what about ticket scalping for Adele, Springsteen, Rollercon MVP passes, etc?


Perry G. Brown is pissed.

He went through the process of trying to get tickets through Ticketmaster for a popular show, and in spite of being on line at the start of the sale, got a sold out status. But tickets were immediately available through secondary market (shall we call them legal scalpers?)

And all of you know this from your own experience.

I included Rollercon MVP passes above to grab some of you; even though they are sold out now you still have a chance and won’t pay over the preset fee, and I will explain here later.

Many of you know I have been in ticketing for years and years. I started BASS Tickets in northern California and later became Executive Vice President, sales and marketing, for Ticketmaster in its formative years.

BASS and Ticketmaster were part of the initial distribution for venues, sports, and producers. The beauty of the systems was that you could restrict the amount of tickets any individual purchased; screened the outlets (i.e. record stores, etc) to see if the procedures were being violated and more. Should have been perfect.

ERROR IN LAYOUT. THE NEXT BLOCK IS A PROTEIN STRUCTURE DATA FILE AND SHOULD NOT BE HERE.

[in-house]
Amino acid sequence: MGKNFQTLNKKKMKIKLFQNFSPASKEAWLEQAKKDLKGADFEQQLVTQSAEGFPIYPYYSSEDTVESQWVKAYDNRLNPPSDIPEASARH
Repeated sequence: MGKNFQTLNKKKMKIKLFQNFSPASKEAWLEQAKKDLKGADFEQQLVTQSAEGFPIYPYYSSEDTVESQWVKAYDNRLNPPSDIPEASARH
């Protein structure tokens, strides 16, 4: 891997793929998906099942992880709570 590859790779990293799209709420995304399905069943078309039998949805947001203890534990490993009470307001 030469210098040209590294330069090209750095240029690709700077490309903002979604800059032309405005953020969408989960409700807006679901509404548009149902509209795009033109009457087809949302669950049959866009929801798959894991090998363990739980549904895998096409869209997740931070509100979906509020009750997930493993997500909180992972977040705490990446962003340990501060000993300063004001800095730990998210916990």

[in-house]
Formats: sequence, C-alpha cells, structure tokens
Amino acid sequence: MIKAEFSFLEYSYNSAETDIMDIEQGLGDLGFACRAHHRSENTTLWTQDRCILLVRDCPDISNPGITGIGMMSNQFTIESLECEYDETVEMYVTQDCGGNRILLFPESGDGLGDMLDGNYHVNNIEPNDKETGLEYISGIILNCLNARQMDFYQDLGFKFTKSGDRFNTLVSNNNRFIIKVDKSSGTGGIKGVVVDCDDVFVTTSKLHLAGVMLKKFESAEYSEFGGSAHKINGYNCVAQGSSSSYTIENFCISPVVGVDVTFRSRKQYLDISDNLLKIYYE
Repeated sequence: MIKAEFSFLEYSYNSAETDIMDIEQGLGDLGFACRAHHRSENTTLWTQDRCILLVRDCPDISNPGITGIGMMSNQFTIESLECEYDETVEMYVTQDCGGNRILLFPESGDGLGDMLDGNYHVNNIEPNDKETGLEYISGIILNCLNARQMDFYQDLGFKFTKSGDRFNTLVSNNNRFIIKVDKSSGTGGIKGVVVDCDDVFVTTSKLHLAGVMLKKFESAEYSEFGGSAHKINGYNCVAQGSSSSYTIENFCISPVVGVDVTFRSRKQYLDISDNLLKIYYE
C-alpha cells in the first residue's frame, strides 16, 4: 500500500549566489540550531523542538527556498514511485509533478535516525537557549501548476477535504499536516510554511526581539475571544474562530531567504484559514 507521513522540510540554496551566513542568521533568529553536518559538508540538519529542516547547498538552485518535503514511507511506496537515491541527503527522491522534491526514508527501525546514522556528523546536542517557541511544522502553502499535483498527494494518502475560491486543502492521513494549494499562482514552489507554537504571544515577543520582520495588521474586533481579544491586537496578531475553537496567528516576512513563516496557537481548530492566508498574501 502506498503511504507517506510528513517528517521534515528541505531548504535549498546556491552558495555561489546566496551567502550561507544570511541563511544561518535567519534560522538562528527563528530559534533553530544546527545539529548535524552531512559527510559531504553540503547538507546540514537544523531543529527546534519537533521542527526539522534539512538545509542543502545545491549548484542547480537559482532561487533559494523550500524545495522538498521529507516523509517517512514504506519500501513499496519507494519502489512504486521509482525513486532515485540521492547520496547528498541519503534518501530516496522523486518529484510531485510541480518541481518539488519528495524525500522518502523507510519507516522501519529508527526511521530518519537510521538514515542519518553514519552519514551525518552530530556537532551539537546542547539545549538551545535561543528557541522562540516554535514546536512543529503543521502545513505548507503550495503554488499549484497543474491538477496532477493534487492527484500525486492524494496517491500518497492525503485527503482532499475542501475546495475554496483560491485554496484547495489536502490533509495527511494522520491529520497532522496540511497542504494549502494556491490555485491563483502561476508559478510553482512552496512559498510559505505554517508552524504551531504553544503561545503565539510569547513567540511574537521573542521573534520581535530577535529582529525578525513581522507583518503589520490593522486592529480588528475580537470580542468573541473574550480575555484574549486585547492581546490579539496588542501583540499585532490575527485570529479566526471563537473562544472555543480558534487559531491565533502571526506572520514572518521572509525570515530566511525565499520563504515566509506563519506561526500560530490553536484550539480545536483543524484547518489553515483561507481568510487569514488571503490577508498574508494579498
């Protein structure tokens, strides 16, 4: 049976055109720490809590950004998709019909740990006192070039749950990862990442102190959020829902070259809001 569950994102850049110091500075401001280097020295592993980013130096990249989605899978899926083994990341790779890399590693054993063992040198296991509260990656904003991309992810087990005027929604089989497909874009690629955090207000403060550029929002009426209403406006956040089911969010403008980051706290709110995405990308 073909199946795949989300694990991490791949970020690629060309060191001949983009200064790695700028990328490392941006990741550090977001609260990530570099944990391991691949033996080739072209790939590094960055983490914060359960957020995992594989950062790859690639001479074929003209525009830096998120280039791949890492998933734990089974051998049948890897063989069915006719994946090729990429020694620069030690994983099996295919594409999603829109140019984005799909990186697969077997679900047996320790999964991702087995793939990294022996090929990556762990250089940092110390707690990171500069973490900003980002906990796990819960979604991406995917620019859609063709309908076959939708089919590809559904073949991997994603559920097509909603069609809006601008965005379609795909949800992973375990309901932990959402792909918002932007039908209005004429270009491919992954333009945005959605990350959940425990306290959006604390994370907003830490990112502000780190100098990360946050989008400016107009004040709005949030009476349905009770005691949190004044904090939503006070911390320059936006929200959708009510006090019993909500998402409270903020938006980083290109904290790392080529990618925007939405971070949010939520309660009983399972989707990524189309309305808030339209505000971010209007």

Well, the system worked when promoters like Bill Graham were involved. When an event went on sale, almost no tickets were held back, except a limited amount by contract with the bands, record companies, etc; and never the first ten rows; those were for the fans. On one famous occasion Bill went in line to where Grateful Dead tickets were going on sale. He wanted to make certain that those in lines were fans and not hired buyers. So he asked those  people to name three Dead songs, and when they couldn’t he pulled them out of line. He also required that none of our employees or store managers, etc, could buy first.

But not everyone was Bill. Promoters throughout the country held back tickets and would sell them to brokers at a price above the face value, and in most cases report them to the agents and acts as sold, and hold back the excess. (Promoters of very popular acts worked on a percentage of the revenue and would look for ways to increase their revenue).

Today things are completely different, and I will try to explain. And none of these pertains to Brown Paper Tickets as they operate on an entirely different basis.